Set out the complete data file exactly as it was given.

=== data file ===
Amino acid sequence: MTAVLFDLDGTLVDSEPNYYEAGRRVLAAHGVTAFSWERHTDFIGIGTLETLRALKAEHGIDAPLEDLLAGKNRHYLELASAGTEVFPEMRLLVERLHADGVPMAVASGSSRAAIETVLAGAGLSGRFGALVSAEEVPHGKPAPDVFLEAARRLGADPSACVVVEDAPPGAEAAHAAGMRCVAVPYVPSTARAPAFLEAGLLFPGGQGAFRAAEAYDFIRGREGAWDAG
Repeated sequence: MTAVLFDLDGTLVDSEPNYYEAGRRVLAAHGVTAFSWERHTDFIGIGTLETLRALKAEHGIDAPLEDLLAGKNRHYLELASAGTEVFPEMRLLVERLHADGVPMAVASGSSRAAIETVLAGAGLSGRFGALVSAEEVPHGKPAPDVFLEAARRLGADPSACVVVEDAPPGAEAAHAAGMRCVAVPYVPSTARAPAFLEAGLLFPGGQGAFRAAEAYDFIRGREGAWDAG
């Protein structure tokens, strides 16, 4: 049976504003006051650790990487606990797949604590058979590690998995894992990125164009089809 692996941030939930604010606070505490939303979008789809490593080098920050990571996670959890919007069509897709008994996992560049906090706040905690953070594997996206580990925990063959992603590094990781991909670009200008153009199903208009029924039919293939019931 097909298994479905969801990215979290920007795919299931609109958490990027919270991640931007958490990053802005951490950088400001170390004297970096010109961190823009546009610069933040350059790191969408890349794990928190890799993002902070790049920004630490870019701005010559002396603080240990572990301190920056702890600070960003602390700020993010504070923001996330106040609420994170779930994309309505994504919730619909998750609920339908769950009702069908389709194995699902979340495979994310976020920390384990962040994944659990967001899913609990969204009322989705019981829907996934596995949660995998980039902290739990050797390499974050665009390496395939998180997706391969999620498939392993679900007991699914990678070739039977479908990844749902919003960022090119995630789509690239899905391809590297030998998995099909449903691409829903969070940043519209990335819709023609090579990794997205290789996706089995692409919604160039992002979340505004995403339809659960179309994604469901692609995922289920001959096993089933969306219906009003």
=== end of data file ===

Amino acid sequence: MTAVLFDLDGTLVDSEPNYYEAGRRVLAAHGVTAFSWERHTDFIGIGTLETLRALKAEHGIDAPLEDLLAGKNRHYLELASAGTEVFPEMRLLVERLHADGVPMAVASGSSRAAIETVLAGAGLSGRFGALVSAEEVPHGKPAPDVFLEAARRLGADPSACVVVEDAPPGAEAAHAAGMRCVAVPYVPSTARAPAFLEAGLLFPGGQGAFRAAEAYDFIRGREGAWDAG
Repeated sequence: MTAVLFDLDGTLVDSEPNYYEAGRRVLAAHGVTAFSWERHTDFIGIGTLETLRALKAEHGIDAPLEDLLAGKNRHYLELASAGTEVFPEMRLLVERLHADGVPMAVASGSSRAAIETVLAGAGLSGRFGALVSAEEVPHGKPAPDVFLEAARRLGADPSACVVVEDAPPGAEAAHAAGMRCVAVPYVPSTARAPAFLEAGLLFPGGQGAFRAAEAYDFIRGREGAWDAG
């Protein structure tokens, strides 16, 4: 049976504003006051650790990487606990797949604590058979590690998995894992990125164009089809 692996941030939930604010606070505490939303979008789809490593080098920050990571996670959890919007069509897709008994996992560049906090706040905690953070594997996206580990925990063959992603590094990781991909670009200008153009199903208009029924039919293939019931 097909298994479905969801990215979290920007795919299931609109958490990027919270991640931007958490990053802005951490950088400001170390004297970096010109961190823009546009610069933040350059790191969408890349794990928190890799993002902070790049920004630490870019701005010559002396603080240990572990301190920056702890600070960003602390700020993010504070923001996330106040609420994170779930994309309505994504919730619909998750609920339908769950009702069908389709194995699902979340495979994310976020920390384990962040994944659990967001899913609990969204009322989705019981829907996934596995949660995998980039902290739990050797390499974050665009390496395939998180997706391969999620498939392993679900007991699914990678070739039977479908990844749902919003960022090119995630789509690239899905391809590297030998998995099909449903691409829903969070940043519209990335819709023609090579990794997205290789996706089995692409919604160039992002979340505004995403339809659960179309994604469901692609995922289920001959096993089933969306219906009003």